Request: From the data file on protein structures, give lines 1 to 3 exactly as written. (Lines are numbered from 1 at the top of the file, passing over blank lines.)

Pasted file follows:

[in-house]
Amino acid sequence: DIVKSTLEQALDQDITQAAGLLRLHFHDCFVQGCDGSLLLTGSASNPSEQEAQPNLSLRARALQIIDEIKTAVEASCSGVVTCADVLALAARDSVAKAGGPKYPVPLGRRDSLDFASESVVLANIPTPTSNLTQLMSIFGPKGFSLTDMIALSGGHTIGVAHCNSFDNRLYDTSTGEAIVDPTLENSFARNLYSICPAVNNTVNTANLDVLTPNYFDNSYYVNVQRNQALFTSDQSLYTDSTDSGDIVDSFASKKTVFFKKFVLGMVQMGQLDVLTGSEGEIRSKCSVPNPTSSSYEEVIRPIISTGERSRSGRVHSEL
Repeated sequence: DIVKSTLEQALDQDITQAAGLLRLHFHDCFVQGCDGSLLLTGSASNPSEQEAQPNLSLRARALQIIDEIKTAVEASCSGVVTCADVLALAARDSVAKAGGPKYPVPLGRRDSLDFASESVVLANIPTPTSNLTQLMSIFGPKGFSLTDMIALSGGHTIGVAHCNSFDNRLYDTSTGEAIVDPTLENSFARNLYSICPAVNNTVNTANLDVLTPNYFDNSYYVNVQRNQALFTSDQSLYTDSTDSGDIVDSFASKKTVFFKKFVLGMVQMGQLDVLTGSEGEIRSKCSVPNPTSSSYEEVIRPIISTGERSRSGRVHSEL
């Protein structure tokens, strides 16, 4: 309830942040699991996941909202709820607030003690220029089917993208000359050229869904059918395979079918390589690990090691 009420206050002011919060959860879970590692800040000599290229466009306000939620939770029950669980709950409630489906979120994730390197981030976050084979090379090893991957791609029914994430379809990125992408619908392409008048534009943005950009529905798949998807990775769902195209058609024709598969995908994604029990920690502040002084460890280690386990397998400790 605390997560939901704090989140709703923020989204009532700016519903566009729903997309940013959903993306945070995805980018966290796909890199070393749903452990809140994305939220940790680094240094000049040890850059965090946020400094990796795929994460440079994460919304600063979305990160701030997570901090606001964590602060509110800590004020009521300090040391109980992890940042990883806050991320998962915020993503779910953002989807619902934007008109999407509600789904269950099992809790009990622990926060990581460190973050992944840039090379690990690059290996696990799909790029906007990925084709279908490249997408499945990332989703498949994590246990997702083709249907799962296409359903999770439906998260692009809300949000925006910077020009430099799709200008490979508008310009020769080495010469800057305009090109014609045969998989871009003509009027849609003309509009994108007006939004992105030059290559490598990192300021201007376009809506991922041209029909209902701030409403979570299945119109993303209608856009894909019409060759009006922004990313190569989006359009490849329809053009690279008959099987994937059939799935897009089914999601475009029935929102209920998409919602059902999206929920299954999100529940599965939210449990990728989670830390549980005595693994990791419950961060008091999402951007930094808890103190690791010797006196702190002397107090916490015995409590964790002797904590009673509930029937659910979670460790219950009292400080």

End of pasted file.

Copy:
[in-house]
Amino acid sequence: DIVKSTLEQALDQDITQAAGLLRLHFHDCFVQGCDGSLLLTGSASNPSEQEAQPNLSLRARALQIIDEIKTAVEASCSGVVTCADVLALAARDSVAKAGGPKYPVPLGRRDSLDFASESVVLANIPTPTSNLTQLMSIFGPKGFSLTDMIALSGGHTIGVAHCNSFDNRLYDTSTGEAIVDPTLENSFARNLYSICPAVNNTVNTANLDVLTPNYFDNSYYVNVQRNQALFTSDQSLYTDSTDSGDIVDSFASKKTVFFKKFVLGMVQMGQLDVLTGSEGEIRSKCSVPNPTSSSYEEVIRPIISTGERSRSGRVHSEL
Repeated sequence: DIVKSTLEQALDQDITQAAGLLRLHFHDCFVQGCDGSLLLTGSASNPSEQEAQPNLSLRARALQIIDEIKTAVEASCSGVVTCADVLALAARDSVAKAGGPKYPVPLGRRDSLDFASESVVLANIPTPTSNLTQLMSIFGPKGFSLTDMIALSGGHTIGVAHCNSFDNRLYDTSTGEAIVDPTLENSFARNLYSICPAVNNTVNTANLDVLTPNYFDNSYYVNVQRNQALFTSDQSLYTDSTDSGDIVDSFASKKTVFFKKFVLGMVQMGQLDVLTGSEGEIRSKCSVPNPTSSSYEEVIRPIISTGERSRSGRVHSEL